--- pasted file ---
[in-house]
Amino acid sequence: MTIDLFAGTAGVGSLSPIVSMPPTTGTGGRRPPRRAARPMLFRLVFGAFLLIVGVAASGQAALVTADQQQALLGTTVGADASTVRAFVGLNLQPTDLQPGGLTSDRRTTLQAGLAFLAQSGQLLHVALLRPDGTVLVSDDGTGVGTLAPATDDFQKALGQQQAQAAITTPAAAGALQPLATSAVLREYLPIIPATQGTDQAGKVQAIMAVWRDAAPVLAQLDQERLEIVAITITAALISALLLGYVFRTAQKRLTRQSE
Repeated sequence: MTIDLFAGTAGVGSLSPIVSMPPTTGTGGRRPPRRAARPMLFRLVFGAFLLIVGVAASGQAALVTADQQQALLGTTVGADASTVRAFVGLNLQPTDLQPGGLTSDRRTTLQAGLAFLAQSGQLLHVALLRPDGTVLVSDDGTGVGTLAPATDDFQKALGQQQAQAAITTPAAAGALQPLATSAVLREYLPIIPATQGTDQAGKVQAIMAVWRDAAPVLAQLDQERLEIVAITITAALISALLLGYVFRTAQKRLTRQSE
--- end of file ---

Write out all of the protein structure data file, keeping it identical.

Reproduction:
[in-house]
Amino acid sequence: MTIDLFAGTAGVGSLSPIVSMPPTTGTGGRRPPRRAARPMLFRLVFGAFLLIVGVAASGQAALVTADQQQALLGTTVGADASTVRAFVGLNLQPTDLQPGGLTSDRRTTLQAGLAFLAQSGQLLHVALLRPDGTVLVSDDGTGVGTLAPATDDFQKALGQQQAQAAITTPAAAGALQPLATSAVLREYLPIIPATQGTDQAGKVQAIMAVWRDAAPVLAQLDQERLEIVAITITAALISALLLGYVFRTAQKRLTRQSE
Repeated sequence: MTIDLFAGTAGVGSLSPIVSMPPTTGTGGRRPPRRAARPMLFRLVFGAFLLIVGVAASGQAALVTADQQQALLGTTVGADASTVRAFVGLNLQPTDLQPGGLTSDRRTTLQAGLAFLAQSGQLLHVALLRPDGTVLVSDDGTGVGTLAPATDDFQKALGQQQAQAAITTPAAAGALQPLATSAVLREYLPIIPATQGTDQAGKVQAIMAVWRDAAPVLAQLDQERLEIVAITITAALISALLLGYVFRTAQKRLTRQSE